The Laboratorio Nacional de Fusión carries out research in the following areas:
- Plasma physics
Since its commissioning in 1998, the stellarator TJ-II has consistently made important contributions to the study of magnetically confined plasmas. It has proven to be an ideal platform for the development and testing of innovative ideas and diagnostics. This has provided the key to exploring fundamental physics as well as to improving our understanding of the confinement properties of stellarator devices.
Future research will include advanced plasma-wall studies and power exhaust techniques. Indeed, to date plasma confinement has been improved by coating the vacuum chamber inner walls (stainless steel) with lithium coatings, while further studies have also explored the power handling capabilities and fuel retention properties of liquid metals (Li and alloys). Other recent capability upgrades include a cryogenic pellet injector for plasma core fuelling studies and a second heavy ion beam probe diagnostic.
The experimental work on TJ-II is supported by LNF’s theoretical division and via collaborations with international partners.
- Materials for fusion
Research at the LNF on materials for fusion applications is multi-fold. For instances, a significant part of this effort is dedicated to evaluating the radiation hardness and degradation, under irradiation, of candidate structural and functional materials for future fusion reactors. Additionally, considerable resources are directed towards participation in the development of suitable neutron sources for material irradiation (e.g. ENS, IFMIF, and DONES). Such sources, when on-line, will allow accelerated irradiation damage studies for materials of interest. In addition, an important effort is also dedicated to the development of the lithium breeding blankets (LBBs) that will envelop future fusion reactors.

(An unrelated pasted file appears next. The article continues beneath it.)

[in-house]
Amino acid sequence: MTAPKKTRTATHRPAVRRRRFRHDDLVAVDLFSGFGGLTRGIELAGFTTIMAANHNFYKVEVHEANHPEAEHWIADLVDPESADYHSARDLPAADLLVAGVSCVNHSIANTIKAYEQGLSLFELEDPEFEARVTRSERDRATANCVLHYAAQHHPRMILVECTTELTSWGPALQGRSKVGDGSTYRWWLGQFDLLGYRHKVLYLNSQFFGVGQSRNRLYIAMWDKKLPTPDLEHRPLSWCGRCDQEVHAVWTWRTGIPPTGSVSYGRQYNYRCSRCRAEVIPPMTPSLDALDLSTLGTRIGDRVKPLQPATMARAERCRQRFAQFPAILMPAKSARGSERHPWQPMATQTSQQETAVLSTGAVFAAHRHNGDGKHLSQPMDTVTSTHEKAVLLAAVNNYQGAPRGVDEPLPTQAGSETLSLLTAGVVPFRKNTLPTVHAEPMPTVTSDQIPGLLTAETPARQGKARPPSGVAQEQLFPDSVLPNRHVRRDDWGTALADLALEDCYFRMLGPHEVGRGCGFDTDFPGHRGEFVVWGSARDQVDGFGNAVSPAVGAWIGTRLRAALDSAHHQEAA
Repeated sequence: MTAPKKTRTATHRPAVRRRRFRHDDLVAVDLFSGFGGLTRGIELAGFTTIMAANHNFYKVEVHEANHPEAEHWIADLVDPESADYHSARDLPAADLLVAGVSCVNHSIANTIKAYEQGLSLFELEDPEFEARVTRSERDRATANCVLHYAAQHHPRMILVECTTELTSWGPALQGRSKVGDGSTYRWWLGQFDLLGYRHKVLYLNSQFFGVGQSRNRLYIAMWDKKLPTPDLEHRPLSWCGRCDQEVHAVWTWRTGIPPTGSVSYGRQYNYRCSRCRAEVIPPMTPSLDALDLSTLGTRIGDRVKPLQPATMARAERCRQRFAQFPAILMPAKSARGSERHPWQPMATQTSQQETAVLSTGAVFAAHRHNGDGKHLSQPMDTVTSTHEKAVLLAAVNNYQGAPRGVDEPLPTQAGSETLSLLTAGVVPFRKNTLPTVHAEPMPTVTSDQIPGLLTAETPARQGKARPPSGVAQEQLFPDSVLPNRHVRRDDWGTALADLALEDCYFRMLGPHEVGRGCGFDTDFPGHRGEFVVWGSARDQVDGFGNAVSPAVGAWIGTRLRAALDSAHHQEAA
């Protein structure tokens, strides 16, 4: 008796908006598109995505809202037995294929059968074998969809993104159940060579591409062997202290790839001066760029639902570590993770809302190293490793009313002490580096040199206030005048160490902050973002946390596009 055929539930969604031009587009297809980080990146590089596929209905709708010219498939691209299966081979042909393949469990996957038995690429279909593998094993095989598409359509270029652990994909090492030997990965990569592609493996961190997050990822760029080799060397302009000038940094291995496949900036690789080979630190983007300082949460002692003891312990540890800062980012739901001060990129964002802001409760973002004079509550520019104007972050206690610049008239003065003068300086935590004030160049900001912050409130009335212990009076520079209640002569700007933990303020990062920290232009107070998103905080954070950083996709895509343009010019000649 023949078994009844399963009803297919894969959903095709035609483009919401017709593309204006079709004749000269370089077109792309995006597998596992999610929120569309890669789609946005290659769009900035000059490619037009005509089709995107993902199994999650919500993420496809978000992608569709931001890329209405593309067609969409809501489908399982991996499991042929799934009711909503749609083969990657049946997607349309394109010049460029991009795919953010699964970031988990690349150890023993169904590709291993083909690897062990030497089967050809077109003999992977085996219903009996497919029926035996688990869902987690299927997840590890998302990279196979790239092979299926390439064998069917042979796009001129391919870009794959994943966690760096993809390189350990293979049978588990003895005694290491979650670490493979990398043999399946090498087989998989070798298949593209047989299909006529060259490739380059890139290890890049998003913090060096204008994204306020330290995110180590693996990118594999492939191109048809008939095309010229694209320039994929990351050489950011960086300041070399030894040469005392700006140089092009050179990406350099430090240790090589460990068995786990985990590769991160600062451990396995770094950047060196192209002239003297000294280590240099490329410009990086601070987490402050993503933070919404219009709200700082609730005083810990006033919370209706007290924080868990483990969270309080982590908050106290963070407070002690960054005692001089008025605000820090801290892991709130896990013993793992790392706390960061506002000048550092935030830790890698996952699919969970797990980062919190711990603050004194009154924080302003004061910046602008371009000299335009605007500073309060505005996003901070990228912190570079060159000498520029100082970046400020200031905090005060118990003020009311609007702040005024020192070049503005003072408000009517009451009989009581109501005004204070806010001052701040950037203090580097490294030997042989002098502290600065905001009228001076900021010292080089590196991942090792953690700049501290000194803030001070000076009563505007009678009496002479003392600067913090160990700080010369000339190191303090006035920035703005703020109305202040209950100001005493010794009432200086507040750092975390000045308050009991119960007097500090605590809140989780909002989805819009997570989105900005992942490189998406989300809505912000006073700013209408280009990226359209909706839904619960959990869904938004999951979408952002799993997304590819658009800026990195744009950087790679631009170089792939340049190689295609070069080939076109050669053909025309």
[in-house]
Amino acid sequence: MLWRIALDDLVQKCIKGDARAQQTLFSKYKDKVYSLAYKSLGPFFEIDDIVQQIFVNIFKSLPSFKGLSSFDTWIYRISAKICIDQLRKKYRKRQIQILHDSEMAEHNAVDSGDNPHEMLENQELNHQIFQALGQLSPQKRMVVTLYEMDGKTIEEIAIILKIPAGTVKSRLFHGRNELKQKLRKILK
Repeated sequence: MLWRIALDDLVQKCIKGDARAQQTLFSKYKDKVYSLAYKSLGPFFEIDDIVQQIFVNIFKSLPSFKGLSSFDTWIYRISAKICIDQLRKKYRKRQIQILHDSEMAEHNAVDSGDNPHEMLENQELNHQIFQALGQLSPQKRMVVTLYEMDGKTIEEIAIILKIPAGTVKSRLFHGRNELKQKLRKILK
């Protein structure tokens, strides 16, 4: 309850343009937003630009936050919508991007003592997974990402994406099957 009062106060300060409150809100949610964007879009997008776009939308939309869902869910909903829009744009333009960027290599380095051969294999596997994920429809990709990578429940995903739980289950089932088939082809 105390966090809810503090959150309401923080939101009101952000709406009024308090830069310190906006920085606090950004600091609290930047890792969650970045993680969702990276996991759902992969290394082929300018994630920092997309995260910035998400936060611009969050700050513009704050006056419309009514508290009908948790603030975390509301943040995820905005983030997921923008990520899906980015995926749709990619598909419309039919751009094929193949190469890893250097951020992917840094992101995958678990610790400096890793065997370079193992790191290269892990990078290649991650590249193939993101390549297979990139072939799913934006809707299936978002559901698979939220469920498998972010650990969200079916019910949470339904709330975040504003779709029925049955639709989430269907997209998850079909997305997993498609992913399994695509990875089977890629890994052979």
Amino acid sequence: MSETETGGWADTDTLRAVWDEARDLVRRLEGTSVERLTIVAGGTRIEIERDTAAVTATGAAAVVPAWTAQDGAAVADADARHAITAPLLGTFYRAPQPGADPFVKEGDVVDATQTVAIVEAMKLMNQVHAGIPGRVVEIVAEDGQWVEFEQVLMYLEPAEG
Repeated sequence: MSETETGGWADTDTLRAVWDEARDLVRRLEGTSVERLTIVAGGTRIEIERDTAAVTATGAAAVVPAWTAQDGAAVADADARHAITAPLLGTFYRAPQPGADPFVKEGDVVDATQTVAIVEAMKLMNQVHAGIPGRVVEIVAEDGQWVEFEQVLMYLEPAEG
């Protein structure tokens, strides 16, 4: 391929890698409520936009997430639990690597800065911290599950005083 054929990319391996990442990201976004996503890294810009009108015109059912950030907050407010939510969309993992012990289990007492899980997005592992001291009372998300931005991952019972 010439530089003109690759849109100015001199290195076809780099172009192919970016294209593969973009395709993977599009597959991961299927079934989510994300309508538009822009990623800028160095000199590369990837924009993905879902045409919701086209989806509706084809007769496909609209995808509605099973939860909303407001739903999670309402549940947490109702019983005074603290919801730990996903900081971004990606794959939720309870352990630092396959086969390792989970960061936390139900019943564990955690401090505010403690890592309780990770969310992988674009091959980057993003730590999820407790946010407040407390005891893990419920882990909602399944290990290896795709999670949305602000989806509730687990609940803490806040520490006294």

Finally, a number of projects at LNF focus on the study and design of new materials needed for the construction of future fusion reactors and on the characterization of their properties, as well as on the development of associated technologies such as remote handling.